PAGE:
“We are in the presence of royalty,” Abigail Adams Greenway announces as we walk into the Chevy Chase house where Ghulam Sarwar is working.

Sarwar is a “truck artist” from the Khyber Pass region of Pakistan, a member of the Pashtun tribe. He has been making the rounds in Bethesda over the past few weeks, painting local resident’s doors, cars and even the inside of an elevator.

The 63-year-old has been painting for more than 40 years, starting with film posters in Pakistan and moving on to the larger canvases of trucks and cars. Truck art is unique to the rolling hills of the Himalayans. All the public transportation in Pakistan and Afghanistan is painted in this manner.

Sarwar attracted attention in the United States when he exhibited at the 2009 Santa Fe International Folk Arts Festival. But Greenway, an artist herself, didn’t discover his work until she went to Eastern Market, where a merchant was selling Sarwar’s hand-painted furniture. Sarwar’s home in Pakistan had been swept away in the floods and he was trying to raise money for his family.

“I saw from a distance this beautiful design and I was amazed,” Greenway says. “I loved it.”

After collecting many pieces of Sarwar’s art, Adams Greenway had an idea. She had experienced chronic, debilitating pain three years earlier that robbed her of one of her many enjoyments: driving. When the pain was assuaged early this year, she decided to get a car. The only one she found that was comfortable was the Kia Soul. “Soul is a synonym for God” and therefore it was meant to be, she says.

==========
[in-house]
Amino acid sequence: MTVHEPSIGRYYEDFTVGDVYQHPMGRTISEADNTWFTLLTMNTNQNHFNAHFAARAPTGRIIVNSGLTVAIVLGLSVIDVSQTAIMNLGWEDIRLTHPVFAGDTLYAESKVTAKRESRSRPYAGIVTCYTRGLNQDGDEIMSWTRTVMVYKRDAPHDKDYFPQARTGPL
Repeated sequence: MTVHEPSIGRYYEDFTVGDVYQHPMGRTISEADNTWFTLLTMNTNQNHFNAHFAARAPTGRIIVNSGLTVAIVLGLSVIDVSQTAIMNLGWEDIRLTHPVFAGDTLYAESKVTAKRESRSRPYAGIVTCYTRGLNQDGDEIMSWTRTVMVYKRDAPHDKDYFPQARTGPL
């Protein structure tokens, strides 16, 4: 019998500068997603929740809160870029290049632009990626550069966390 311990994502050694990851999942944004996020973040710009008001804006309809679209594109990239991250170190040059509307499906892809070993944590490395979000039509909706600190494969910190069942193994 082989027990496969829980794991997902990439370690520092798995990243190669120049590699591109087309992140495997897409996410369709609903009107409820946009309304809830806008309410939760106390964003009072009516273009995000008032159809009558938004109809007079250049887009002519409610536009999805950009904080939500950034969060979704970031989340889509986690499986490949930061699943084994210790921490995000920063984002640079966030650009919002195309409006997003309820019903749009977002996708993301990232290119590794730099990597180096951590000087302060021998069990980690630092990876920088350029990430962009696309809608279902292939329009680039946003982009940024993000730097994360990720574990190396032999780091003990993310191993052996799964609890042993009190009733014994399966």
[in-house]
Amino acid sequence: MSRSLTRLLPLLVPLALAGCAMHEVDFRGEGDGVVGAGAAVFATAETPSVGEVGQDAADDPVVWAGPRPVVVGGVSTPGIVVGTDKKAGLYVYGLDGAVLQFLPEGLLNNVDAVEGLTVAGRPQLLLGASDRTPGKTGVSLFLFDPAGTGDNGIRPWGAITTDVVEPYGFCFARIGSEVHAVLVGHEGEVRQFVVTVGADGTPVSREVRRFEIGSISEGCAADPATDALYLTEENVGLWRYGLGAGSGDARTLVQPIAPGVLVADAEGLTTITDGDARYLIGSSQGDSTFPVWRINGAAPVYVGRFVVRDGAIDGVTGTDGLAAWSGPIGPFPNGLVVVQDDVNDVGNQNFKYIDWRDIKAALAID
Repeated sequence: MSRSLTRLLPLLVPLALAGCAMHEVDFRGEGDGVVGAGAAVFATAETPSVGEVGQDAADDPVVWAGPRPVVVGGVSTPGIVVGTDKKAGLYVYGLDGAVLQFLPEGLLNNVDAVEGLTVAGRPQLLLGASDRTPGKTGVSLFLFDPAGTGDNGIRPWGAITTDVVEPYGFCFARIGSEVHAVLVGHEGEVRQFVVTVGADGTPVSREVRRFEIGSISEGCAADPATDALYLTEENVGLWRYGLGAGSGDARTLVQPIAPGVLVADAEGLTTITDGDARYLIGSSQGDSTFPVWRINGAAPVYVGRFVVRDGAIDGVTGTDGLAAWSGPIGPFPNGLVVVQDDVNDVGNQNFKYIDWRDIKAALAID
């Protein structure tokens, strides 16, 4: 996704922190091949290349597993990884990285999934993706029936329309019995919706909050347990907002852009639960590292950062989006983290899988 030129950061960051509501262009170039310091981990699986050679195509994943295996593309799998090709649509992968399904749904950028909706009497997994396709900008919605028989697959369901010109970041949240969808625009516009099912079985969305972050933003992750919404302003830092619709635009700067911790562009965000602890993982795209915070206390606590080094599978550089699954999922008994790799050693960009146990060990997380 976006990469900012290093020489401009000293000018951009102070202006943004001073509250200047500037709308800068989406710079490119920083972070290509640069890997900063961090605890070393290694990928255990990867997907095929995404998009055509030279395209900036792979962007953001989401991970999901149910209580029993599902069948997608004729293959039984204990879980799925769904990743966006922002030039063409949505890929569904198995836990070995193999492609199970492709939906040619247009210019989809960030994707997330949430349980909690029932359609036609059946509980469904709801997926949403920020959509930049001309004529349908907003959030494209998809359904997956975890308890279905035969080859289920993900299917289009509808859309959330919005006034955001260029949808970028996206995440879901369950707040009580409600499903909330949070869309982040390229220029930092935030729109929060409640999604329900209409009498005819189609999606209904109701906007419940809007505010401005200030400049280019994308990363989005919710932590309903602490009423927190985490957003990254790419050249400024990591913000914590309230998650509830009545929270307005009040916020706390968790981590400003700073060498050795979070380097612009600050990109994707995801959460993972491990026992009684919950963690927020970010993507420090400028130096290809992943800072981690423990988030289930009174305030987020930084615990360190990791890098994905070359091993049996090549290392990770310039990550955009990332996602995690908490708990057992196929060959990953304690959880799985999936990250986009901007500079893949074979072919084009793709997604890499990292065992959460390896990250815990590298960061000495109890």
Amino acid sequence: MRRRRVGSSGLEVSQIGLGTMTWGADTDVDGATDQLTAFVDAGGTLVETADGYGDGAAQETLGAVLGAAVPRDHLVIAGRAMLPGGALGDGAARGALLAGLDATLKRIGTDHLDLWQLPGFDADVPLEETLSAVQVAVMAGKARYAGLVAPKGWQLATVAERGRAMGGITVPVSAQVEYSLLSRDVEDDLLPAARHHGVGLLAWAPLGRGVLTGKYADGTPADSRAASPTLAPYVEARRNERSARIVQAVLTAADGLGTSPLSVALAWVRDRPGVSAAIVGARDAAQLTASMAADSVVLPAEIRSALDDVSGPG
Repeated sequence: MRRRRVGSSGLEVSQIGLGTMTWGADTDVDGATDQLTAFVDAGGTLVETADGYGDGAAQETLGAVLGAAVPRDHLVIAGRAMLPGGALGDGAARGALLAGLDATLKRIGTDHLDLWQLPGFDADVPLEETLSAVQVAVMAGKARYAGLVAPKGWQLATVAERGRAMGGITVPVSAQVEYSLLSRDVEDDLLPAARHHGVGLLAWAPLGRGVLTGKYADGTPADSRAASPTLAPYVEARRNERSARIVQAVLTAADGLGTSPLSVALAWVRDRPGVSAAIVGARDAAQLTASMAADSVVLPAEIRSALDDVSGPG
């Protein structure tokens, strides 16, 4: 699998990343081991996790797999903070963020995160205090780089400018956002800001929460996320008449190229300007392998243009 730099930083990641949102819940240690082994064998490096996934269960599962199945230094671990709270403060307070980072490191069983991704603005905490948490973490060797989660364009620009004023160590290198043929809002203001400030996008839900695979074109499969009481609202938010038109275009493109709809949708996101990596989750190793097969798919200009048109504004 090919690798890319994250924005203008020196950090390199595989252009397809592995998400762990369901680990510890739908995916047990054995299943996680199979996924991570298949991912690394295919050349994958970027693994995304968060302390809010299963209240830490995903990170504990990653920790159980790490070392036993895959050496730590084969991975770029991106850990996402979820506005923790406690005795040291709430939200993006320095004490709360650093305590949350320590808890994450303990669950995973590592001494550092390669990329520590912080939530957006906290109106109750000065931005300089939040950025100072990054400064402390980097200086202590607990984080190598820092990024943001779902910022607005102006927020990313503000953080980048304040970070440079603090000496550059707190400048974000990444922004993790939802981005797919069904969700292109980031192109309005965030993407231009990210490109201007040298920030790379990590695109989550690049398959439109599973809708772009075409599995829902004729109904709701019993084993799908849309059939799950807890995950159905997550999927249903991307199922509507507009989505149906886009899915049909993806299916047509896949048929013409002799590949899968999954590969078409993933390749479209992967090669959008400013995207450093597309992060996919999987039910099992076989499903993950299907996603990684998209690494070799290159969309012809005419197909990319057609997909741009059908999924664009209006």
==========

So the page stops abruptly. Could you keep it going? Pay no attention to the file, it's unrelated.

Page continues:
She thought of having Sarwar paint the vehicle as “the last part of my healing. So I could sit in the vibration of his work.”

Sarwar stayed with Greenway for 10 days to complete a masterpiece that is now a rolling promotion for his work.

“This is the message from the mountains. It is an expression of the soul and warmth,” Sarwar says through a translator. “People generally see the Pakistani people as these violent terrorists, but they have a lot of warmth in their lives. I want to share love and peace.”

Love and peace is what Sarwar has brought to many Bethesda area residents, including Seth Goldman at Honest Tea. Sarwar not only painted the front door to the Honest Tea offices in Bethesda, but also the car of Goldman’s wife, Julie Farkas.

In addition, Sarwar’s work adorns the front door of Malini Jadeja‘s home on Dorset Avenue and Linda Potter‘s elevator at her home, both in Chevy Chase.

Sarwar will return to Pakistan on Nov. 7 to visit his three sons and daughters. He says that if he didn’t have family there, he would stay in the United States. The women he has met here are “like my sisters,” he says.

Sarwar’s work can be purchased at http://empressofindiaco.com/id79.html.